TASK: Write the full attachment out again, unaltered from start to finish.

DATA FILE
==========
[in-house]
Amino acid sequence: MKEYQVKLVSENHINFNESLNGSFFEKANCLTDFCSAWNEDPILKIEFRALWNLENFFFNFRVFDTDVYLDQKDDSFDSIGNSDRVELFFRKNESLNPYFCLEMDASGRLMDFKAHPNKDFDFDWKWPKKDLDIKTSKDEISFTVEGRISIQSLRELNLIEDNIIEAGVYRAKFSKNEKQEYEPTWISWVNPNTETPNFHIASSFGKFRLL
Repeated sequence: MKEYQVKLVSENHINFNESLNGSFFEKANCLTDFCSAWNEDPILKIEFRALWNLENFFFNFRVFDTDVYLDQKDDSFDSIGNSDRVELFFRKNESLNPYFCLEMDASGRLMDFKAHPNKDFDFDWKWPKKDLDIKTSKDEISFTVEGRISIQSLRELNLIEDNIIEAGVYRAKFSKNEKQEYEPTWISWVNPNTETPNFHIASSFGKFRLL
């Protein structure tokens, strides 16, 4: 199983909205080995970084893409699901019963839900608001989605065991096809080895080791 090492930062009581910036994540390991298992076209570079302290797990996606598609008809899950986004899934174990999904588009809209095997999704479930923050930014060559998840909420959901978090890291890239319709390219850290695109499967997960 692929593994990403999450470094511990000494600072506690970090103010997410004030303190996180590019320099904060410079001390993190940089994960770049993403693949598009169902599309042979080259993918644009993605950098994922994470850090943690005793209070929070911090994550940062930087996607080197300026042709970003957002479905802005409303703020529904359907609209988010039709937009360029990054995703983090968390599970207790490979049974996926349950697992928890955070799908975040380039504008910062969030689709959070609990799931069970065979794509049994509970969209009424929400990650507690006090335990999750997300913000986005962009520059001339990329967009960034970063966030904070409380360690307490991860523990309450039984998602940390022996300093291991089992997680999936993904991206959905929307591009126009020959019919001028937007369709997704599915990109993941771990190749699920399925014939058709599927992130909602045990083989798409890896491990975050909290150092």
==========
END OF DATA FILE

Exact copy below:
[in-house]
Amino acid sequence: MKEYQVKLVSENHINFNESLNGSFFEKANCLTDFCSAWNEDPILKIEFRALWNLENFFFNFRVFDTDVYLDQKDDSFDSIGNSDRVELFFRKNESLNPYFCLEMDASGRLMDFKAHPNKDFDFDWKWPKKDLDIKTSKDEISFTVEGRISIQSLRELNLIEDNIIEAGVYRAKFSKNEKQEYEPTWISWVNPNTETPNFHIASSFGKFRLL
Repeated sequence: MKEYQVKLVSENHINFNESLNGSFFEKANCLTDFCSAWNEDPILKIEFRALWNLENFFFNFRVFDTDVYLDQKDDSFDSIGNSDRVELFFRKNESLNPYFCLEMDASGRLMDFKAHPNKDFDFDWKWPKKDLDIKTSKDEISFTVEGRISIQSLRELNLIEDNIIEAGVYRAKFSKNEKQEYEPTWISWVNPNTETPNFHIASSFGKFRLL
């Protein structure tokens, strides 16, 4: 199983909205080995970084893409699901019963839900608001989605065991096809080895080791 090492930062009581910036994540390991298992076209570079302290797990996606598609008809899950986004899934174990999904588009809209095997999704479930923050930014060559998840909420959901978090890291890239319709390219850290695109499967997960 692929593994990403999450470094511990000494600072506690970090103010997410004030303190996180590019320099904060410079001390993190940089994960770049993403693949598009169902599309042979080259993918644009993605950098994922994470850090943690005793209070929070911090994550940062930087996607080197300026042709970003957002479905802005409303703020529904359907609209988010039709937009360029990054995703983090968390599970207790490979049974996926349950697992928890955070799908975040380039504008910062969030689709959070609990799931069970065979794509049994509970969209009424929400990650507690006090335990999750997300913000986005962009520059001339990329967009960034970063966030904070409380360690307490991860523990309450039984998602940390022996300093291991089992997680999936993904991206959905929307591009126009020959019919001028937007369709997704599915990109993941771990190749699920399925014939058709599927992130909602045990083989798409890896491990975050909290150092």